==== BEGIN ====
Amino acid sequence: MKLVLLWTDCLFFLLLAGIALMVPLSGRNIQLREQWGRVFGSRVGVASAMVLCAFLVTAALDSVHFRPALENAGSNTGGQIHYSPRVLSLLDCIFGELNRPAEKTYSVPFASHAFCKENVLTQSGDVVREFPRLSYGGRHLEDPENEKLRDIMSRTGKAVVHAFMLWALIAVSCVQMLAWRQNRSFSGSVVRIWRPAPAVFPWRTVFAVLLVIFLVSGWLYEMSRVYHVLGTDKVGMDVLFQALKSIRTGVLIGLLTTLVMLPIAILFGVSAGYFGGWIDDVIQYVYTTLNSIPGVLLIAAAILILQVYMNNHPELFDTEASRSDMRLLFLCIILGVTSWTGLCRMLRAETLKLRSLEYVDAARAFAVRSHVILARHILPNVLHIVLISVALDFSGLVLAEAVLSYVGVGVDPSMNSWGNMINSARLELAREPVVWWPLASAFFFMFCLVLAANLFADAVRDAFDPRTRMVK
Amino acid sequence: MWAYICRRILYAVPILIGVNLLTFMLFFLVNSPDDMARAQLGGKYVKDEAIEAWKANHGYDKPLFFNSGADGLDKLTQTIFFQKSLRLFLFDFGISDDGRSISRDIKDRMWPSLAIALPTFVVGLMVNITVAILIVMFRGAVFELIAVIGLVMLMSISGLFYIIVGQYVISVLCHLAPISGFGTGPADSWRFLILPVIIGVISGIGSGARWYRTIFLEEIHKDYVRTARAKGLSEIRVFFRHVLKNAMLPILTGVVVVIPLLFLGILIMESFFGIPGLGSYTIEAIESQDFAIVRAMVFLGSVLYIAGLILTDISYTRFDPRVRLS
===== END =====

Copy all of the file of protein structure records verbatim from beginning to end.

Amino acid sequence: MKLVLLWTDCLFFLLLAGIALMVPLSGRNIQLREQWGRVFGSRVGVASAMVLCAFLVTAALDSVHFRPALENAGSNTGGQIHYSPRVLSLLDCIFGELNRPAEKTYSVPFASHAFCKENVLTQSGDVVREFPRLSYGGRHLEDPENEKLRDIMSRTGKAVVHAFMLWALIAVSCVQMLAWRQNRSFSGSVVRIWRPAPAVFPWRTVFAVLLVIFLVSGWLYEMSRVYHVLGTDKVGMDVLFQALKSIRTGVLIGLLTTLVMLPIAILFGVSAGYFGGWIDDVIQYVYTTLNSIPGVLLIAAAILILQVYMNNHPELFDTEASRSDMRLLFLCIILGVTSWTGLCRMLRAETLKLRSLEYVDAARAFAVRSHVILARHILPNVLHIVLISVALDFSGLVLAEAVLSYVGVGVDPSMNSWGNMINSARLELAREPVVWWPLASAFFFMFCLVLAANLFADAVRDAFDPRTRMVK
Amino acid sequence: MWAYICRRILYAVPILIGVNLLTFMLFFLVNSPDDMARAQLGGKYVKDEAIEAWKANHGYDKPLFFNSGADGLDKLTQTIFFQKSLRLFLFDFGISDDGRSISRDIKDRMWPSLAIALPTFVVGLMVNITVAILIVMFRGAVFELIAVIGLVMLMSISGLFYIIVGQYVISVLCHLAPISGFGTGPADSWRFLILPVIIGVISGIGSGARWYRTIFLEEIHKDYVRTARAKGLSEIRVFFRHVLKNAMLPILTGVVVVIPLLFLGILIMESFFGIPGLGSYTIEAIESQDFAIVRAMVFLGSVLYIAGLILTDISYTRFDPRVRLS